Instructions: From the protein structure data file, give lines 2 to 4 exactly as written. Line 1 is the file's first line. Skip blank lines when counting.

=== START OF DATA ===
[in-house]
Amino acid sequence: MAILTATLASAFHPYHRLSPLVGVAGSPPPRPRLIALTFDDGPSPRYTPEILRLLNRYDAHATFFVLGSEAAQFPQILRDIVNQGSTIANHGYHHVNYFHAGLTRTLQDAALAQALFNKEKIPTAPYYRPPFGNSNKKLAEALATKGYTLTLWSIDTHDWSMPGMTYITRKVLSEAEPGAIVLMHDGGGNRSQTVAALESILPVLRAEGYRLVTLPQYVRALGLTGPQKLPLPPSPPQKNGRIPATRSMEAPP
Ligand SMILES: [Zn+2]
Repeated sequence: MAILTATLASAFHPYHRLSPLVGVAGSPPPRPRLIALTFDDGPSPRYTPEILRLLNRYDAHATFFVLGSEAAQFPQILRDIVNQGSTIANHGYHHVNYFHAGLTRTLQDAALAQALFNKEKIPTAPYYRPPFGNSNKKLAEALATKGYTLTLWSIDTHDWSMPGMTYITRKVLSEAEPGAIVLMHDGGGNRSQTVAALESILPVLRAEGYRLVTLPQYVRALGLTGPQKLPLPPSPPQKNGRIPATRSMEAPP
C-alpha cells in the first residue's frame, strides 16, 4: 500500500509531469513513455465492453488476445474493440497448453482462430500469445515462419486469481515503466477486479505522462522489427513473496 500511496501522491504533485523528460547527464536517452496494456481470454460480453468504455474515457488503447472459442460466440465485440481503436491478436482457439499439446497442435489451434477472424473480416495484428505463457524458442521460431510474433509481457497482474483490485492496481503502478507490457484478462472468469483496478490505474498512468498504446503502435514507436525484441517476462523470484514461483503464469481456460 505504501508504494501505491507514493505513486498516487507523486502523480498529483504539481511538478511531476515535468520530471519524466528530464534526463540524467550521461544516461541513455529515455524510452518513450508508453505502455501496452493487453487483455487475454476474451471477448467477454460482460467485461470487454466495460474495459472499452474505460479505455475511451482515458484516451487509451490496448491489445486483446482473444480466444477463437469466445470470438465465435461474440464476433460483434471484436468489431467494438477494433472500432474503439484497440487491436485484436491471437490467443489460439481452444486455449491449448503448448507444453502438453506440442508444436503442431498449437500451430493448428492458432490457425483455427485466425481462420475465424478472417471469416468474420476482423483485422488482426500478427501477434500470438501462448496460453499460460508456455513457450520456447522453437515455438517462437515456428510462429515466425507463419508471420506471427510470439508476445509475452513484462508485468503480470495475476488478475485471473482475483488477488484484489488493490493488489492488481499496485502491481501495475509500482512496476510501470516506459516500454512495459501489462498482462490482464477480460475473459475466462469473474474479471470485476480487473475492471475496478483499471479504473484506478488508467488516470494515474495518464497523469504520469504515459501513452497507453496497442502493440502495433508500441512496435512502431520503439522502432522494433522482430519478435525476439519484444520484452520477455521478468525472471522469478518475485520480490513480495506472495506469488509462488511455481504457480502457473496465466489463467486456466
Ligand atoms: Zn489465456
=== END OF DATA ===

Amino acid sequence: MAILTATLASAFHPYHRLSPLVGVAGSPPPRPRLIALTFDDGPSPRYTPEILRLLNRYDAHATFFVLGSEAAQFPQILRDIVNQGSTIANHGYHHVNYFHAGLTRTLQDAALAQALFNKEKIPTAPYYRPPFGNSNKKLAEALATKGYTLTLWSIDTHDWSMPGMTYITRKVLSEAEPGAIVLMHDGGGNRSQTVAALESILPVLRAEGYRLVTLPQYVRALGLTGPQKLPLPPSPPQKNGRIPATRSMEAPP
Ligand SMILES: [Zn+2]
Repeated sequence: MAILTATLASAFHPYHRLSPLVGVAGSPPPRPRLIALTFDDGPSPRYTPEILRLLNRYDAHATFFVLGSEAAQFPQILRDIVNQGSTIANHGYHHVNYFHAGLTRTLQDAALAQALFNKEKIPTAPYYRPPFGNSNKKLAEALATKGYTLTLWSIDTHDWSMPGMTYITRKVLSEAEPGAIVLMHDGGGNRSQTVAALESILPVLRAEGYRLVTLPQYVRALGLTGPQKLPLPPSPPQKNGRIPATRSMEAPP